Weekly Digest of Central Asia

BISHKEK (TCA) — The Publisher’s note: Throughout the 19th and 20th centuries, Central Asia was the scene of intense geopolitical struggle and the Great Game between the British and Russian Empires, and later between the Soviet Union and the West, over Afghanistan and neighboring territories. Into the 21st century, Central Asia has become the area of a renewed geopolitical interest, dubbed the New Great Game, largely based on the region’s hydrocarbon and mineral wealth. On top of that, the region now is perhaps the most important node in the implementation of China’s One Belt, One Road initiative through which Beijing aims to get direct access to Western markets. Every week thousands of news appears in the world’s printed and online media and many of them may escape the attention of busy readers. At The Times of Central Asia, we strongly believe that more information can better contribute to peaceful development and better knowledge of this unique region. So we are presenting this Weekly Digest which compiles what other media have reported on Central Asia over the past week.


A new look at Kazakhstan’s history builds bridges to the future

President Nazarbayev has proposed to identify and celebrate – both within Kazakhstan and across the world – the rich history of Kazakhstan and its people as well as the role played by the region in global civilisation

Dec 4 — “Winston Churchill is among those credited with the observation that it is the victors who write the history books. He was reminding us that the version of history with which we are most familiar has often been biased in favour of those nations or regions that have enjoyed not just military but also political and economic superiority. This explains why, for example, the extraordinary contribution of ancient Chinese or Islamic science and arts to global knowledge has, at least until recently, often been overlooked.” READ MORE: https://astanatimes.com/2018/12/a-new-look-at-kazakhstans-history-builds-bridges-to-the-future/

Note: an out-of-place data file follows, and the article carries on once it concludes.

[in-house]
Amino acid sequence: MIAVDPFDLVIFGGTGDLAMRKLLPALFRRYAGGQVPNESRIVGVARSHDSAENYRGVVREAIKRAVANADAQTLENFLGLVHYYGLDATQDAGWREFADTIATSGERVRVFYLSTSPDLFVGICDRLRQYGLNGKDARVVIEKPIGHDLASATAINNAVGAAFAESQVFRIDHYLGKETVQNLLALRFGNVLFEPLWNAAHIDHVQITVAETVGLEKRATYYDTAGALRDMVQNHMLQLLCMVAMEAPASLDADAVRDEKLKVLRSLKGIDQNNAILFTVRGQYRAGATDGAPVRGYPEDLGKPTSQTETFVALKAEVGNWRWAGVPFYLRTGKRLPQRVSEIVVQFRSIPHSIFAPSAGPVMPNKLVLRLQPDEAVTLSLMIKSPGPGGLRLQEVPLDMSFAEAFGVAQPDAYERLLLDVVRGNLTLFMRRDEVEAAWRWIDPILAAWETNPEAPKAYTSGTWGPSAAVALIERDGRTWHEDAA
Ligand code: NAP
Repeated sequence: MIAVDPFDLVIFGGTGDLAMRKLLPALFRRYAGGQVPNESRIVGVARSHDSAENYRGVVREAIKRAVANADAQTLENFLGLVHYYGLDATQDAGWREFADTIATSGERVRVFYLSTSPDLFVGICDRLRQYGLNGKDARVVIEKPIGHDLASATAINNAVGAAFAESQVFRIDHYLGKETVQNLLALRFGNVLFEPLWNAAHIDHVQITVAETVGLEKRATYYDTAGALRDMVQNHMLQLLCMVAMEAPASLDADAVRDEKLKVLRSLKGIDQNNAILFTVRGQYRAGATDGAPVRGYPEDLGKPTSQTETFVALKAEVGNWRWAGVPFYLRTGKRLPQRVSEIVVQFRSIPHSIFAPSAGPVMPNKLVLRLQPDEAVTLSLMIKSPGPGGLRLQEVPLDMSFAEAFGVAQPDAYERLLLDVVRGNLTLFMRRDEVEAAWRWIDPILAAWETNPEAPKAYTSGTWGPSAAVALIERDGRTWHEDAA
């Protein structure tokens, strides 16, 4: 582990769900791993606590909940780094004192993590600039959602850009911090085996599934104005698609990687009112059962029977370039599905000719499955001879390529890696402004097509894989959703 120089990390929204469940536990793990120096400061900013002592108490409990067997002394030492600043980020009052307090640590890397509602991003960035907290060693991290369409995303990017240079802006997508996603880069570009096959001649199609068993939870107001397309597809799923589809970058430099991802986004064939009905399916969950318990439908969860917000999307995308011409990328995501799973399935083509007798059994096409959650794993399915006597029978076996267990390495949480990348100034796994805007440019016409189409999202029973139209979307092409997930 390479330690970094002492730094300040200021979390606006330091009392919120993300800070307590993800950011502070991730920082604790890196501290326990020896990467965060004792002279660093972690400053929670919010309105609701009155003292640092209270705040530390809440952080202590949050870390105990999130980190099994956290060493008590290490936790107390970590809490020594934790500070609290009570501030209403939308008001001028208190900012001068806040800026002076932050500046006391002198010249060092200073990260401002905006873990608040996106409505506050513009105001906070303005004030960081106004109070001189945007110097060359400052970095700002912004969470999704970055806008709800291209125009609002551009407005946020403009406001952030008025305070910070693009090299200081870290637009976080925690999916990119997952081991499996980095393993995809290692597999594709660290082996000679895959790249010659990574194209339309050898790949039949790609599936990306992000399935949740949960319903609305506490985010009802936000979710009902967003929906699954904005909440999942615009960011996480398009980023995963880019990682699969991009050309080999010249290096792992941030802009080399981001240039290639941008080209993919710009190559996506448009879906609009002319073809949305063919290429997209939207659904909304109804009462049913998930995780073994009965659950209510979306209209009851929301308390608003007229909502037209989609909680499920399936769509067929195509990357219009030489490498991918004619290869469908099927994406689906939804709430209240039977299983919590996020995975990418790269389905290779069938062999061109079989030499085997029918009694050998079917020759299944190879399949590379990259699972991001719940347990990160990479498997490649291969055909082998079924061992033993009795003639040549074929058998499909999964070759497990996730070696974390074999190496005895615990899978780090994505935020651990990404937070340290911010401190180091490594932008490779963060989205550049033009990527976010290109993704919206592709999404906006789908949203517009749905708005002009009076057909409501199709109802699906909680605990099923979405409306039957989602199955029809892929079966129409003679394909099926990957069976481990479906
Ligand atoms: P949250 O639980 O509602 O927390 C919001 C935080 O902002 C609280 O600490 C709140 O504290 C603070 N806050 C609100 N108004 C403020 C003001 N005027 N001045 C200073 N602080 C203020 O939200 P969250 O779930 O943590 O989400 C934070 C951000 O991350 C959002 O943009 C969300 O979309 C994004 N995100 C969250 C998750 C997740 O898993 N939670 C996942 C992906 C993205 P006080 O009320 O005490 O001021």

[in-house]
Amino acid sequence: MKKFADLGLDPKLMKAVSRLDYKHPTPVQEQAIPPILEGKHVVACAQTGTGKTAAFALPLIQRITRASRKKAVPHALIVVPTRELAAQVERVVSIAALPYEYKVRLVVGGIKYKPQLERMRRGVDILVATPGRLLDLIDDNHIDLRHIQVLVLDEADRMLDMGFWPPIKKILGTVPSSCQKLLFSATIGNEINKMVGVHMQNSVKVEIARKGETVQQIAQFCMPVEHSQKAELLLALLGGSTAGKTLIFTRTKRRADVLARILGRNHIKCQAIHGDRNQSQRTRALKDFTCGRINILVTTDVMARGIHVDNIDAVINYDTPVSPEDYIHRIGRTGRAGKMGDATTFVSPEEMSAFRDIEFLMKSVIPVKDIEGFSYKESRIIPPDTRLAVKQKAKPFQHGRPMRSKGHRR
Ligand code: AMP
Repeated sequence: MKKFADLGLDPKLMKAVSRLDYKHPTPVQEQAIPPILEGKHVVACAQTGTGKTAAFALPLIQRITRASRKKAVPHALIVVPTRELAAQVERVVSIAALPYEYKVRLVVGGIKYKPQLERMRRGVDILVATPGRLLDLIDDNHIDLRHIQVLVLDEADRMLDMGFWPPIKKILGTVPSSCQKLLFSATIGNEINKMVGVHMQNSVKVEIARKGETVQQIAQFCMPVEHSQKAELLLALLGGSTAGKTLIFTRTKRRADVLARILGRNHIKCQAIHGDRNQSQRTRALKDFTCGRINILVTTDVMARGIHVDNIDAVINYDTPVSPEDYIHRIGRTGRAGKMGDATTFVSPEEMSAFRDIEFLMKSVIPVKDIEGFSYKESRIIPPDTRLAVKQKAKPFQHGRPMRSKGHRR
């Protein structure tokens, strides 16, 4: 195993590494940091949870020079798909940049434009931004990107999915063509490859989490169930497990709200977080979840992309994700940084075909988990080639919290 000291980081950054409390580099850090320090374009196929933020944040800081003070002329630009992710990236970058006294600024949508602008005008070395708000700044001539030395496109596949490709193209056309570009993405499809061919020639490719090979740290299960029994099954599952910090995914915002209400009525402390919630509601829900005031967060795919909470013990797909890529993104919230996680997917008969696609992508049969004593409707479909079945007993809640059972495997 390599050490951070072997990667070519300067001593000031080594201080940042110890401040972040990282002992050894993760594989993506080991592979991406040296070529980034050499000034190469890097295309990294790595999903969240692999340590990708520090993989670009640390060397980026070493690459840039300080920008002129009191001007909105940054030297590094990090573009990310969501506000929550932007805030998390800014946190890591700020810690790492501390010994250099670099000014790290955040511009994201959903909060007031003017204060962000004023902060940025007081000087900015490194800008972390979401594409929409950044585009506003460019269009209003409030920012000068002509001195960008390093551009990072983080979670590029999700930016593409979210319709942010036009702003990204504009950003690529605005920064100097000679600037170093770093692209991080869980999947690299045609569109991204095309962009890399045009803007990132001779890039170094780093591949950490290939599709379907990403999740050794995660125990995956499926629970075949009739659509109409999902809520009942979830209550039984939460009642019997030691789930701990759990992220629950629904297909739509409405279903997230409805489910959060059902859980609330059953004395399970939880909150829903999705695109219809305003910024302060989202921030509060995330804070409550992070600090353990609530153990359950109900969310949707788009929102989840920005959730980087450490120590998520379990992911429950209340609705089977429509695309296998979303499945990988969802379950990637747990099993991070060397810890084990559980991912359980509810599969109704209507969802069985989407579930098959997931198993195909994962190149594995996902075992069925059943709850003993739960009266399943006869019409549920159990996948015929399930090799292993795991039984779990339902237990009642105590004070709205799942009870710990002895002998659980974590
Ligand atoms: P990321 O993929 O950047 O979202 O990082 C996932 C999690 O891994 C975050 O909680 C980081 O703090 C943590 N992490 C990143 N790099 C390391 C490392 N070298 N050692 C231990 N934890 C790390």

Kazakhstan’s Ever-Shrinking Political Arena

Kazakhstan’s political arena has little room for new parties or those who oppose the ruling elite

Dec 5 — “In late November, a court in southern Kazakhstan sentenced Mukhtar Ablyazov, a fugitive former banker and President Nursultan Nazarbayev’s most infamous foe, to life in prison after convicting him of a murder change. Of course, as with previous convictions of Ablyazov, the defendant was far from Kazakhstan’s grasp. A second trial in absentia and a second conviction may do little to materially affect Ablyazov, but in conjunction with other political news the news illustrates just how small and constrained Kazakhstan’s political arena is.” READ MORE: https://thediplomat.com/2018/12/kazakhstans-ever-shrinking-political-arena/

Ruhani Zhangyru: Nazarbayev’s Model

The Associate Professor of Lev Gumilyov Eurasian National University in Astana on the modernisation of national identity in Kazakhstan

Dec 6 — “The recent article by the President of Kazakhstan, Nursultan Nazarbayev, titled “The Seven Facets of the Great Steppe”, which is in the continuation of his earlier article “Ruhani Zhangyru (Modernisation of Kazakhstan’s Identity): Future Course” published last year, deliberates upon civilisation’s aspects of the great steppe within the framework of history and its origin.” READ MORE: https://astanatimes.com/2018/12/ruhani-zhangyru-nazarbayevs-model/